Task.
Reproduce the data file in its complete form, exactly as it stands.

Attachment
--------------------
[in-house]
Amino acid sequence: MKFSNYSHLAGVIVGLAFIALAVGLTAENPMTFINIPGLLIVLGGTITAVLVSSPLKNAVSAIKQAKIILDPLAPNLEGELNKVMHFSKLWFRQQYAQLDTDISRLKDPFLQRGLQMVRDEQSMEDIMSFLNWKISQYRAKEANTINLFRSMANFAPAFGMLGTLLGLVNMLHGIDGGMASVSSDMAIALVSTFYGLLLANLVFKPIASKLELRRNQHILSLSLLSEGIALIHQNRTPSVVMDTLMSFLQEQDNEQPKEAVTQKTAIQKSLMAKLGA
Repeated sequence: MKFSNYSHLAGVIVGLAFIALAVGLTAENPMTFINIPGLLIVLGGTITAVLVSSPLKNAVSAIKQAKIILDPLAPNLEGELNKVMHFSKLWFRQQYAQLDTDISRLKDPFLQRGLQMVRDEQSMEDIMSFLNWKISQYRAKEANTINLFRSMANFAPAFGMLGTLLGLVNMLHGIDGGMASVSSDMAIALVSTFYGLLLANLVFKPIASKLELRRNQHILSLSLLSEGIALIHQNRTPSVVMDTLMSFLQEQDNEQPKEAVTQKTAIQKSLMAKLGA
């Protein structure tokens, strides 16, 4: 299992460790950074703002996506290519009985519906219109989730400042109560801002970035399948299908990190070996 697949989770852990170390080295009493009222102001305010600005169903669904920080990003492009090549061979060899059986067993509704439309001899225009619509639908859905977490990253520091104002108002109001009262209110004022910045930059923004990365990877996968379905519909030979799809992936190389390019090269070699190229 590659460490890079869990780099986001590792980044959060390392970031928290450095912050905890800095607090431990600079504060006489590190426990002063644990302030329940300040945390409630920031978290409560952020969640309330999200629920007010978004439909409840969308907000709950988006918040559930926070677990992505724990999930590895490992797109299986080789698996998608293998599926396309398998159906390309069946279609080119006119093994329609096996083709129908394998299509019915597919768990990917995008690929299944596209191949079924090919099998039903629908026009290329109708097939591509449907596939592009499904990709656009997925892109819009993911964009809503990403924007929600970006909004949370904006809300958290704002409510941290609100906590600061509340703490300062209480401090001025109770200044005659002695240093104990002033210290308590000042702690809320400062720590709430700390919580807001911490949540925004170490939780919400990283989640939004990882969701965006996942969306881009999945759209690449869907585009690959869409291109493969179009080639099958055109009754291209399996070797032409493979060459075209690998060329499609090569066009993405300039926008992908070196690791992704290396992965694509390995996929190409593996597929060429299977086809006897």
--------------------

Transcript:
[in-house]
Amino acid sequence: MKFSNYSHLAGVIVGLAFIALAVGLTAENPMTFINIPGLLIVLGGTITAVLVSSPLKNAVSAIKQAKIILDPLAPNLEGELNKVMHFSKLWFRQQYAQLDTDISRLKDPFLQRGLQMVRDEQSMEDIMSFLNWKISQYRAKEANTINLFRSMANFAPAFGMLGTLLGLVNMLHGIDGGMASVSSDMAIALVSTFYGLLLANLVFKPIASKLELRRNQHILSLSLLSEGIALIHQNRTPSVVMDTLMSFLQEQDNEQPKEAVTQKTAIQKSLMAKLGA
Repeated sequence: MKFSNYSHLAGVIVGLAFIALAVGLTAENPMTFINIPGLLIVLGGTITAVLVSSPLKNAVSAIKQAKIILDPLAPNLEGELNKVMHFSKLWFRQQYAQLDTDISRLKDPFLQRGLQMVRDEQSMEDIMSFLNWKISQYRAKEANTINLFRSMANFAPAFGMLGTLLGLVNMLHGIDGGMASVSSDMAIALVSTFYGLLLANLVFKPIASKLELRRNQHILSLSLLSEGIALIHQNRTPSVVMDTLMSFLQEQDNEQPKEAVTQKTAIQKSLMAKLGA
């Protein structure tokens, strides 16, 4: 299992460790950074703002996506290519009985519906219109989730400042109560801002970035399948299908990190070996 697949989770852990170390080295009493009222102001305010600005169903669904920080990003492009090549061979060899059986067993509704439309001899225009619509639908859905977490990253520091104002108002109001009262209110004022910045930059923004990365990877996968379905519909030979799809992936190389390019090269070699190229 590659460490890079869990780099986001590792980044959060390392970031928290450095912050905890800095607090431990600079504060006489590190426990002063644990302030329940300040945390409630920031978290409560952020969640309330999200629920007010978004439909409840969308907000709950988006918040559930926070677990992505724990999930590895490992797109299986080789698996998608293998599926396309398998159906390309069946279609080119006119093994329609096996083709129908394998299509019915597919768990990917995008690929299944596209191949079924090919099998039903629908026009290329109708097939591509449907596939592009499904990709656009997925892109819009993911964009809503990403924007929600970006909004949370904006809300958290704002409510941290609100906590600061509340703490300062209480401090001025109770200044005659002695240093104990002033210290308590000042702690809320400062720590709430700390919580807001911490949540925004170490939780919400990283989640939004990882969701965006996942969306881009999945759209690449869907585009690959869409291109493969179009080639099958055109009754291209399996070797032409493979060459075209690998060329499609090569066009993405300039926008992908070196690791992704290396992965694509390995996929190409593996597929060429299977086809006897």